For the next step, you will need to purchase a sushi rolling mat (about $4)and of course some nori, which is the black seaweed paper used for rolling sushi. It is very tricky to explain in writing how to roll the sushi, but is is pretty easy to get the hang of it with a little bit of practice. Here are some instructions that may help a bit.

Basically, place the nori on the mat the long way. Spread the rice on the surface of the nori, fairly thin (but thick enough to evenly cover the nori) about 1/4 of an inch thick. Whne you are spreading the rice, you should make sure the shiny side of the nori is facing down. Only spread the rice about 2/3 to 3/4 of the way to the top of the nori, leaving the top portion without any rice spread on it.

Then cut a strip of your favorite fish and place horizontally across the roll. You may also want to add other ingredients - a mixture of wasabi and mayonnaise is perfect to make a spicy tuna or salmon roll and we usually add either avocado or cucumber.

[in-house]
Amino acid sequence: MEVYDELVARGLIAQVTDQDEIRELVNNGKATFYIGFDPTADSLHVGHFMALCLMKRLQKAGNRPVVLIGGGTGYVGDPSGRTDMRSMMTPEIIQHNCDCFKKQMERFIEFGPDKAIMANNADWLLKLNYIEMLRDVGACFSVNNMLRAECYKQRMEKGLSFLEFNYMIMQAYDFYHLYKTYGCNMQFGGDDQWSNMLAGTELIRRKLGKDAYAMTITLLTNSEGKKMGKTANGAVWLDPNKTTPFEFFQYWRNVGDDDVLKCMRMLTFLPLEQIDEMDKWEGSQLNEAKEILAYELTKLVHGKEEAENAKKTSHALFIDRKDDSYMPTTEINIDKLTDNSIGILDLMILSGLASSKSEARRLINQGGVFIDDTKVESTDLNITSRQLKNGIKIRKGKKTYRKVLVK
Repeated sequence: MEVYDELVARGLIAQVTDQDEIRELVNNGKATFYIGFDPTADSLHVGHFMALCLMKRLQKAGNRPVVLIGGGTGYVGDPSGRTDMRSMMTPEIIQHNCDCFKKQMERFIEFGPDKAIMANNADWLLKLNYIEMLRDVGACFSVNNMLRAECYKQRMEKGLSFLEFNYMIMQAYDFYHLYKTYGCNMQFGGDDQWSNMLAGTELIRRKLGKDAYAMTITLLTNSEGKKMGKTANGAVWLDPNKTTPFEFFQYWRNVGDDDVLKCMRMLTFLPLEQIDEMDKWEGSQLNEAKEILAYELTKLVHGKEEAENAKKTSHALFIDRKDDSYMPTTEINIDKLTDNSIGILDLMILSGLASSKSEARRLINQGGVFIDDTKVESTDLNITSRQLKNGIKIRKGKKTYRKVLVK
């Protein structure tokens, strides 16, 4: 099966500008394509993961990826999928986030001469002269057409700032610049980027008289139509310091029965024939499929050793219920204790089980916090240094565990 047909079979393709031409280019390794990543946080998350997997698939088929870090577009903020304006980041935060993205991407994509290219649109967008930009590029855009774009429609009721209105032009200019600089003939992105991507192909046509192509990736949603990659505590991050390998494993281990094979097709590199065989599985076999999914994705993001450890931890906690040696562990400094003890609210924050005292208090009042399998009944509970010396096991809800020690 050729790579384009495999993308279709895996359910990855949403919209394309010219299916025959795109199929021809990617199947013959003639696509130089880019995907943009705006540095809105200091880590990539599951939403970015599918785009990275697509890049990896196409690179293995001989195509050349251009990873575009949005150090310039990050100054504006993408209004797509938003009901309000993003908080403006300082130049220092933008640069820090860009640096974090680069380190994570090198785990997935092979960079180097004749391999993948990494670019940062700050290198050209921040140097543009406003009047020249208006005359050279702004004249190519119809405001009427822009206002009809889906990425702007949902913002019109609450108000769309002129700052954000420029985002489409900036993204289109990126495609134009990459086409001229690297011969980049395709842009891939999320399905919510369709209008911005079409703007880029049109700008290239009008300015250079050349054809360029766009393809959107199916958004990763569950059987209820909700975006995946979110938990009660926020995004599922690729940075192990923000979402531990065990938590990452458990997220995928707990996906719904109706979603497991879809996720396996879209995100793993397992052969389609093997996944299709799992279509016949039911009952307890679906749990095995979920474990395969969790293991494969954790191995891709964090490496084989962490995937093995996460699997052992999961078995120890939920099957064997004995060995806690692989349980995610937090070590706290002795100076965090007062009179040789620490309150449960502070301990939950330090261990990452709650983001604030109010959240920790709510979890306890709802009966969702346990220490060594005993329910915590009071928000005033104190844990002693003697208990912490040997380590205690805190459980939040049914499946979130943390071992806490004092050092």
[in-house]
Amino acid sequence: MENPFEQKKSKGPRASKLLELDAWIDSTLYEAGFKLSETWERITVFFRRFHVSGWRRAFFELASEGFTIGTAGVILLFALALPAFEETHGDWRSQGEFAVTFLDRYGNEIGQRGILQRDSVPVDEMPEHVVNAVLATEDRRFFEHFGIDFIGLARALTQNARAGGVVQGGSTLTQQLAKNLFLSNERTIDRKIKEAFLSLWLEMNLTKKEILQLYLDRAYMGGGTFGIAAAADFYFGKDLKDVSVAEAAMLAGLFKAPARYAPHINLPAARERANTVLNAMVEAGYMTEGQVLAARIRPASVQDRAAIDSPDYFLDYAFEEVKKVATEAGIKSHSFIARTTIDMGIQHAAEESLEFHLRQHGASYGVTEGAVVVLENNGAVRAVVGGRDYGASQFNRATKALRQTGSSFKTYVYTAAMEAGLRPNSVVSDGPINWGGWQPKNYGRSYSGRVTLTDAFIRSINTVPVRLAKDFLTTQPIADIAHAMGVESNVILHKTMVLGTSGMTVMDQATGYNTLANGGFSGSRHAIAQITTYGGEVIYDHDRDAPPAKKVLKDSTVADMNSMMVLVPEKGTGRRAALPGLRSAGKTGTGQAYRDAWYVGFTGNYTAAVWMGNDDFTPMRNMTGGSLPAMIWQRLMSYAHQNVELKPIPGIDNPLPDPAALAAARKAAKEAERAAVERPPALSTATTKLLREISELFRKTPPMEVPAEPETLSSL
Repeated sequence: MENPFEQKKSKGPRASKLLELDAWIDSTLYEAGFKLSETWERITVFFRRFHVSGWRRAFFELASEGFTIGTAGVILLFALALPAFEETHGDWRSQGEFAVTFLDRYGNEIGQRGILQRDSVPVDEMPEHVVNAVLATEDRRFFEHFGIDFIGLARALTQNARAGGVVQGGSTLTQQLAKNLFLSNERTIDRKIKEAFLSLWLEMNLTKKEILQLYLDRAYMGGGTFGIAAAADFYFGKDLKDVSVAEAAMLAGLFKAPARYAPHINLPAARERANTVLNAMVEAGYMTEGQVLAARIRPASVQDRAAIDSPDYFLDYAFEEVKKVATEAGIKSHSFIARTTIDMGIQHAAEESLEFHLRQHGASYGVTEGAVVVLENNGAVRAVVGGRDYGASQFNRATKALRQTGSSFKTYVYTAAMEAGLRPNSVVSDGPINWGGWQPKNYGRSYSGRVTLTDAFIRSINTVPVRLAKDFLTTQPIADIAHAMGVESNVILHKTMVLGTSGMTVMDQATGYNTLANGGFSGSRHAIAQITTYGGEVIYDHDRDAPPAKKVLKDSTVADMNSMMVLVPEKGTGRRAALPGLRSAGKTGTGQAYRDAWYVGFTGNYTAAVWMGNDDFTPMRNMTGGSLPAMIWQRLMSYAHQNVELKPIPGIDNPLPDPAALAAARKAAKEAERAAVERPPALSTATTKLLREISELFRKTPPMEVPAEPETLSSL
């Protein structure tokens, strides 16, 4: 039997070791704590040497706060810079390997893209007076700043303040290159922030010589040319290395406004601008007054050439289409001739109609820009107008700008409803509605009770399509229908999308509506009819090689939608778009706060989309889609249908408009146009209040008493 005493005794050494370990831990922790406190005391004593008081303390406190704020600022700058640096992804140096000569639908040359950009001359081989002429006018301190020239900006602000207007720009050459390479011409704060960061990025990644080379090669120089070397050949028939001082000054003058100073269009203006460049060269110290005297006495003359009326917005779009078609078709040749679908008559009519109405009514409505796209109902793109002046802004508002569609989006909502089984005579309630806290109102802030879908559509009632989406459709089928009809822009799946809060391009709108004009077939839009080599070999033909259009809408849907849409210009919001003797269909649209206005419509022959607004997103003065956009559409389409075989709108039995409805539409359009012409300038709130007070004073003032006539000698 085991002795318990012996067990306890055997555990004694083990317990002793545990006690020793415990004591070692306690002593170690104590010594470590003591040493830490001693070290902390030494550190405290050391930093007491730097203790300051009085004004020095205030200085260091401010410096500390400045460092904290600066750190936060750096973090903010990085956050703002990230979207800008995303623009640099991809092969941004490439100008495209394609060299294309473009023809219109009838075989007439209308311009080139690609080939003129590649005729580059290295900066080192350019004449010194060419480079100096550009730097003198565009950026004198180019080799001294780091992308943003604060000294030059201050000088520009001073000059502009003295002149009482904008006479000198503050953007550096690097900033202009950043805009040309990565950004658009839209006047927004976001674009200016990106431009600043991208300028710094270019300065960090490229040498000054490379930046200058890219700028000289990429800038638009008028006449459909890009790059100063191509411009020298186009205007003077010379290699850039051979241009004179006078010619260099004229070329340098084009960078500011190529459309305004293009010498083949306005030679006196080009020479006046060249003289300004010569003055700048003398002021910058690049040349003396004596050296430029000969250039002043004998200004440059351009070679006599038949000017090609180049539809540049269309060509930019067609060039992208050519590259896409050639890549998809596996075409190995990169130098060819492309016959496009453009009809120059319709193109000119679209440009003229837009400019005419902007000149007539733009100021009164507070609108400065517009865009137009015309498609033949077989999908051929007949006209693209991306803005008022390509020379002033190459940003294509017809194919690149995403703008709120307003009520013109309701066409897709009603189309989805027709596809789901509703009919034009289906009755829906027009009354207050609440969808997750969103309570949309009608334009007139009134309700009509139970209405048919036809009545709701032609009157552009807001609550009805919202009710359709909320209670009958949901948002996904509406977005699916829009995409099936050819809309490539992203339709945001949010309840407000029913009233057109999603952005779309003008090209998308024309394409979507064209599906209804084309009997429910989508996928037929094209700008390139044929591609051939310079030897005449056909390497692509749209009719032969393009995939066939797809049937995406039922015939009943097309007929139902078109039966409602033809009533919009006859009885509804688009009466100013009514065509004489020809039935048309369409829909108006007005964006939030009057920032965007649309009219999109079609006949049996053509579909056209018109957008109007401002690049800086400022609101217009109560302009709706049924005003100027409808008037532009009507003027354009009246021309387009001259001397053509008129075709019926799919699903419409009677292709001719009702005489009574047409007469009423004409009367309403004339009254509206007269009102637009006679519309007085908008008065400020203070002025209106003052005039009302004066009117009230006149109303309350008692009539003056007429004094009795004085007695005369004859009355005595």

If you want to make shrimp tempura rolls, you should shell and de-vein the shrimp and then coat in egg and panko breadcrumbs, before frying it. Then you can put pieces of the shrimp tempura inside your roll. I have also made delicious rolls using two kinds of fish.

The next step is to roll into one long roll using the sushi mat, by folding the mat over and tucking the nori's end. Use the mat to squeeze the sushi roll once you have rolled it into a log and you can modify the shape with your fingers.

Next, place on a cutting board and use a sharp knife to cut off the ends. Cut the roll in half and cut into about 6-8 sushi sized pieces.

I would suggest purchasing some nice sushi plates for serving the sushi (we have several sets), and making sure to have plenty of wasabi and soy sauce handy.

If you start with quality fish, this should be a lot of fun to make with your spouse, family and friends, and great to do with a group. I just wouldn't necessarily expect your first sushi experience to turn out quite as well as mine did and end in a marriage proposal :)

(I should note that I actually did not cook tonight, as we went out for dinner, so the sushi in the photos are pictures that were taken about two months ago.)

As always, if you have questions, comments or suggestions, please comment and one of our writers will get back to you shortly.